Mosquito Sprays & Electric Zappers
Best Ways to Control Mosquitoes
New England residents have many management options to control mosquitoes around the home. Because mosquitoes, like other insects, are susceptible to the toxic substances in insecticides, spraying the chemicals on turf around a structure is one popular method of managing large populations.
Using insecticide active ingredients like permethrin and pyrethrum, mosquito sprays eliminate the adult flying insects on contact. Homeowners can apply mosquito sprays manually or via misting systems that discharge pesticides automatically and intermittently throughout the day.
Ineffectiveness of Mosquito Sprays
Despite the popularity and availability of commercial pesticides, mosquito sprays rank among the least effective methods of controlling and eliminating the insects. The chemicals contained in the sprays can adversely affect all insects, including ones that naturally prey on and control mosquito populations.
Furthermore, sprays do not guarantee complete elimination of mosquito problems, as some types of mosquitoes exhibit resistance to insecticides. Additionally, the equipment needed to dispense mosquito sprays over substantial outdoor areas often proves expensive and complicated to use.
At best, mosquito sprays represent a short-term solution ideal for providing temporary relief. Professional pest control experts possess the knowledge and resources to implement the comprehensive, integrated strategies necessary for effective long-term management of mosquitoes.
In addition to traditional pesticide sprays, another common DIY mosquito control tactic involves using mechanical tools like electric zappers. Each year, American consumers purchase nearly 2 million electric zappers due to the ability of the device to eliminate thousands of insects per day.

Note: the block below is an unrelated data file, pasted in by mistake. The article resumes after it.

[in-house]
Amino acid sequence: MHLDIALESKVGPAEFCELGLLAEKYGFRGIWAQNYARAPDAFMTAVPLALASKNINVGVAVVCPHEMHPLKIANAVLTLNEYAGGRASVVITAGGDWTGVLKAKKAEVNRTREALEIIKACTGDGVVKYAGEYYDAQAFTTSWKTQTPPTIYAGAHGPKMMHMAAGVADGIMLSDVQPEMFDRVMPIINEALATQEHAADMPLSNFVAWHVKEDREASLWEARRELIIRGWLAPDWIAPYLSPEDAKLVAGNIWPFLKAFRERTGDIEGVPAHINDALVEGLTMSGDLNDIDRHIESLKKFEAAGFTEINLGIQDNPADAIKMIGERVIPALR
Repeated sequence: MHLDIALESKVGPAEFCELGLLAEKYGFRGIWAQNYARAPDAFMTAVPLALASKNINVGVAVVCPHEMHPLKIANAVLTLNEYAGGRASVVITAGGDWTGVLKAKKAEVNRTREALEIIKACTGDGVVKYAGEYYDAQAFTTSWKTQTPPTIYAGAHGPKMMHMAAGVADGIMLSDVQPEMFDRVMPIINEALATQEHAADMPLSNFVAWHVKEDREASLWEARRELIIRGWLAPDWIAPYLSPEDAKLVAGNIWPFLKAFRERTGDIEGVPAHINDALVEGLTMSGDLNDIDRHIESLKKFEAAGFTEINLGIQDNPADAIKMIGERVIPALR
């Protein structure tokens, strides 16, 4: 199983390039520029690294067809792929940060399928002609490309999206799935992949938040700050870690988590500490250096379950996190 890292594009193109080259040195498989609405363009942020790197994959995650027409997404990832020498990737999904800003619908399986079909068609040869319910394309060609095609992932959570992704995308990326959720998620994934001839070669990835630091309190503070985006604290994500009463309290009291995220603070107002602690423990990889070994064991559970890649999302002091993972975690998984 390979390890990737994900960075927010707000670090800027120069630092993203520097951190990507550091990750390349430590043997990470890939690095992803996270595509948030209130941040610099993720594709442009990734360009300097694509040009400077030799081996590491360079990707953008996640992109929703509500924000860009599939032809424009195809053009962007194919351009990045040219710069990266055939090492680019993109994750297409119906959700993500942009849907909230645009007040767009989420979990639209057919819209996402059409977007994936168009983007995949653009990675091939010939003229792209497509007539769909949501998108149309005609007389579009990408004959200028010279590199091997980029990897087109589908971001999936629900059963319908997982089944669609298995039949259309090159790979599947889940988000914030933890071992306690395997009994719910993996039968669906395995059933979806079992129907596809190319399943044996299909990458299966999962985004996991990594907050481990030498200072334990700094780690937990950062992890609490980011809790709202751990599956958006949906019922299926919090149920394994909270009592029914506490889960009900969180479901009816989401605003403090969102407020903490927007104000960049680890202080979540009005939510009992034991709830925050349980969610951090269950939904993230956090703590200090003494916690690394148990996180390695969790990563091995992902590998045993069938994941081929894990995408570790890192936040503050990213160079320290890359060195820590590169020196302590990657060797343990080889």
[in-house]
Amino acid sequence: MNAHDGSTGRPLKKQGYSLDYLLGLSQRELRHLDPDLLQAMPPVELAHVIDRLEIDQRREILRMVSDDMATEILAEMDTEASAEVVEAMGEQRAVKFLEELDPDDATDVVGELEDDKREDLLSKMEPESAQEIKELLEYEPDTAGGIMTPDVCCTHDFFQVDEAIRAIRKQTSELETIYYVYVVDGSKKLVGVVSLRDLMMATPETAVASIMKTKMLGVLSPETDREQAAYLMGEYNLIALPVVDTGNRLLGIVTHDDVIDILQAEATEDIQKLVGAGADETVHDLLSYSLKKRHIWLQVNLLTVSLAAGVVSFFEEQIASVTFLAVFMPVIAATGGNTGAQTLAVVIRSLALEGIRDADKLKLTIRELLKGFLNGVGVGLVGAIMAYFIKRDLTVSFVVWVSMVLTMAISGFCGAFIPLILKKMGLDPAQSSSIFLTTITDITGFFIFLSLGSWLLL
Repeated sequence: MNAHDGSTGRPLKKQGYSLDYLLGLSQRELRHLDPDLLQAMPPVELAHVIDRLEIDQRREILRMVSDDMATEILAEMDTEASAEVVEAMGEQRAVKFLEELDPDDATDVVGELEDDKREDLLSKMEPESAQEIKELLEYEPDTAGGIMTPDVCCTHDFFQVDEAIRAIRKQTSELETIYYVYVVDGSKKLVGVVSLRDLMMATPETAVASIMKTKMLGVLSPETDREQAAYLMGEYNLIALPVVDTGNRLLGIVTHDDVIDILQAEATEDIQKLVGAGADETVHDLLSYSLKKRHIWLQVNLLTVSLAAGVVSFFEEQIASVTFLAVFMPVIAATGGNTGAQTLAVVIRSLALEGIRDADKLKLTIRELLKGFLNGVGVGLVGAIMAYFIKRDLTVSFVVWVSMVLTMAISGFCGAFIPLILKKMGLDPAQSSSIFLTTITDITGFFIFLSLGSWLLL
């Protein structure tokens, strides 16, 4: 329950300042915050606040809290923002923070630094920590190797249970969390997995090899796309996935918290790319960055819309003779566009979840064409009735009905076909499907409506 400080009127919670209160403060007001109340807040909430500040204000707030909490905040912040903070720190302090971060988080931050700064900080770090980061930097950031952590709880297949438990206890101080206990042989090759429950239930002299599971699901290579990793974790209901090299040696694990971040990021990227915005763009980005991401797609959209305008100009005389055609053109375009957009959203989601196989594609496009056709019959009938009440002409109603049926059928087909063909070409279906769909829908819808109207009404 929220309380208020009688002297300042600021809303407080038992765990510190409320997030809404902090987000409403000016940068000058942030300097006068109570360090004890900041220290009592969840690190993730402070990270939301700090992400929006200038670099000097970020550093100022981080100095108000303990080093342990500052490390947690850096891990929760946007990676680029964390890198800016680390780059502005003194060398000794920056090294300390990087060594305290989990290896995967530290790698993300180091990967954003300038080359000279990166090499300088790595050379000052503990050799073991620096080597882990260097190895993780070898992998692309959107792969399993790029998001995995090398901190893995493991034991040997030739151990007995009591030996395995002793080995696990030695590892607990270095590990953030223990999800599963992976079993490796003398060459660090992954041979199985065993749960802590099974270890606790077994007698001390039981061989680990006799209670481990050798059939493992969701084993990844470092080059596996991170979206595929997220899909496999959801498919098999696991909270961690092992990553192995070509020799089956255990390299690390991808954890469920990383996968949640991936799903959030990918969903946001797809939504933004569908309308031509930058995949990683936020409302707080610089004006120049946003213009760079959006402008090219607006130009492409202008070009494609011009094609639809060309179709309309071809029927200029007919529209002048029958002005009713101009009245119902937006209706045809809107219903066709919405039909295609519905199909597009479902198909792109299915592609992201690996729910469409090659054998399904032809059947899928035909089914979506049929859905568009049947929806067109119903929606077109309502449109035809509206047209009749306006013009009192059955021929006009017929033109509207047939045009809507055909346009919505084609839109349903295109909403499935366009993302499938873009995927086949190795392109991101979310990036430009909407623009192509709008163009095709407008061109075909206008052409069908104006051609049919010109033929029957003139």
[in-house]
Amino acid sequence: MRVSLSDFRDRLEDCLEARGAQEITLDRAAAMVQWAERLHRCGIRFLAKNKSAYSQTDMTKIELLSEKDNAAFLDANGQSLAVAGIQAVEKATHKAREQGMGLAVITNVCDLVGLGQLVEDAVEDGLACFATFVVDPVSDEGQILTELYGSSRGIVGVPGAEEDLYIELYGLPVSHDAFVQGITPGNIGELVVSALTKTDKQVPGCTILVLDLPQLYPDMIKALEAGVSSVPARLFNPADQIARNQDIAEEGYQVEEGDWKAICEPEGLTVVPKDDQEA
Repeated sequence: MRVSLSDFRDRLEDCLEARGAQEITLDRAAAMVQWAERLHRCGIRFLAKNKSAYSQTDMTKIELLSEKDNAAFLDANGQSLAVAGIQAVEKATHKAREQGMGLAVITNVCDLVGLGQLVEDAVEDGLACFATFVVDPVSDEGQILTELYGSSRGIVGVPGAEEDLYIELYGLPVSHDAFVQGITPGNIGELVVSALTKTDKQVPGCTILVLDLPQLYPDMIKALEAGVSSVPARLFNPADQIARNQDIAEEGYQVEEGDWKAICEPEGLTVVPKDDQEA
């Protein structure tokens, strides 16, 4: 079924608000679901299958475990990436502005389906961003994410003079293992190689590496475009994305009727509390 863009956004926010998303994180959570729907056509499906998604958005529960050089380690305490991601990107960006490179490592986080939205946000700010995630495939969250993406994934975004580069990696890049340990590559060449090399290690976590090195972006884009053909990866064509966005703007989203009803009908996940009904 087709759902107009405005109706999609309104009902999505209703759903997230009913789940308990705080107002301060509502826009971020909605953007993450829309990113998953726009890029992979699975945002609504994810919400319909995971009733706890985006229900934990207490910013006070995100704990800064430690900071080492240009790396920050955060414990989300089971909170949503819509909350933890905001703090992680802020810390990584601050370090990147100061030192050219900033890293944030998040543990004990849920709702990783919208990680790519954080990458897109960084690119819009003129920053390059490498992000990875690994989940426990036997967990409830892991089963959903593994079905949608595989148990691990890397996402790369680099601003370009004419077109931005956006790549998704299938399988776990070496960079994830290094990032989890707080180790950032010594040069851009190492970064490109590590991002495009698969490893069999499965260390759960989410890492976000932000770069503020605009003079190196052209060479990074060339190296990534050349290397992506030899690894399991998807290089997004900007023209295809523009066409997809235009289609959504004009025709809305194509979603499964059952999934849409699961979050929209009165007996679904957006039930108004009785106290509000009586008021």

As the name suggests, electric zappers work by attracting mosquitoes and fatally electrocuting the insects. The ease of use and presumed effectiveness of electric zappers undoubtedly contribute to the growing popularity of the novel approach to mosquito management.
Ineffectiveness of Electric Mosquito Zappers
Electric zappers, however, largely under perform when tested in controlled experiments. In a pair of studies undertaken by independent academic researchers, the actual number of mosquitoes caught in electric zappers ranged from just four to seven-percent of all insects captured.
Furthermore, many of the insects snared in the electrocuting traps are natural predators of mosquitoes. Thus, electric zappers may actually counteract the very effects the devices are designed to produce. For optimal results in a mosquito control program, New England homeowners and residents should take advantage of the expertise and experience of a pest control professional.